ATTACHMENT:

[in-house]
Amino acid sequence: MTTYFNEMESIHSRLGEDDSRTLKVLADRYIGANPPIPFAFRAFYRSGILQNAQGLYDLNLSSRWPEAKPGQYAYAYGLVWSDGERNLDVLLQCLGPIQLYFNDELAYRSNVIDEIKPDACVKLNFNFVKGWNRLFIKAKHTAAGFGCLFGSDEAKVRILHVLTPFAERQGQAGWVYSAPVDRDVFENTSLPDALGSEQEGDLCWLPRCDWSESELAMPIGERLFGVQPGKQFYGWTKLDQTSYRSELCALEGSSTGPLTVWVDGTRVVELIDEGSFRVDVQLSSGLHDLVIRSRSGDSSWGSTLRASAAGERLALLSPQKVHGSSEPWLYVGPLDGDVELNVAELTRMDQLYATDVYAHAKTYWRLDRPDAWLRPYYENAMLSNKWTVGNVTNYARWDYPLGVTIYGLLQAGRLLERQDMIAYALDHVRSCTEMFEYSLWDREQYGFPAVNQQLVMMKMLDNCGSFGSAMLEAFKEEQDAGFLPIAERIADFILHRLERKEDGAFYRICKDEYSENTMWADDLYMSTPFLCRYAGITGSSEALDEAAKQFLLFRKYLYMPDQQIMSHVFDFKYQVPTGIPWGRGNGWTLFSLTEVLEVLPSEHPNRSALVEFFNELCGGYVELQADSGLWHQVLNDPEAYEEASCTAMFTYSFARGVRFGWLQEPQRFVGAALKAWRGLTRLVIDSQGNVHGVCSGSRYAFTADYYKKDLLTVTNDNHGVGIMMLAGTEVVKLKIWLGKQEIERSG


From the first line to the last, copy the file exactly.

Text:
[in-house]
Amino acid sequence: MTTYFNEMESIHSRLGEDDSRTLKVLADRYIGANPPIPFAFRAFYRSGILQNAQGLYDLNLSSRWPEAKPGQYAYAYGLVWSDGERNLDVLLQCLGPIQLYFNDELAYRSNVIDEIKPDACVKLNFNFVKGWNRLFIKAKHTAAGFGCLFGSDEAKVRILHVLTPFAERQGQAGWVYSAPVDRDVFENTSLPDALGSEQEGDLCWLPRCDWSESELAMPIGERLFGVQPGKQFYGWTKLDQTSYRSELCALEGSSTGPLTVWVDGTRVVELIDEGSFRVDVQLSSGLHDLVIRSRSGDSSWGSTLRASAAGERLALLSPQKVHGSSEPWLYVGPLDGDVELNVAELTRMDQLYATDVYAHAKTYWRLDRPDAWLRPYYENAMLSNKWTVGNVTNYARWDYPLGVTIYGLLQAGRLLERQDMIAYALDHVRSCTEMFEYSLWDREQYGFPAVNQQLVMMKMLDNCGSFGSAMLEAFKEEQDAGFLPIAERIADFILHRLERKEDGAFYRICKDEYSENTMWADDLYMSTPFLCRYAGITGSSEALDEAAKQFLLFRKYLYMPDQQIMSHVFDFKYQVPTGIPWGRGNGWTLFSLTEVLEVLPSEHPNRSALVEFFNELCGGYVELQADSGLWHQVLNDPEAYEEASCTAMFTYSFARGVRFGWLQEPQRFVGAALKAWRGLTRLVIDSQGNVHGVCSGSRYAFTADYYKKDLLTVTNDNHGVGIMMLAGTEVVKLKIWLGKQEIERSG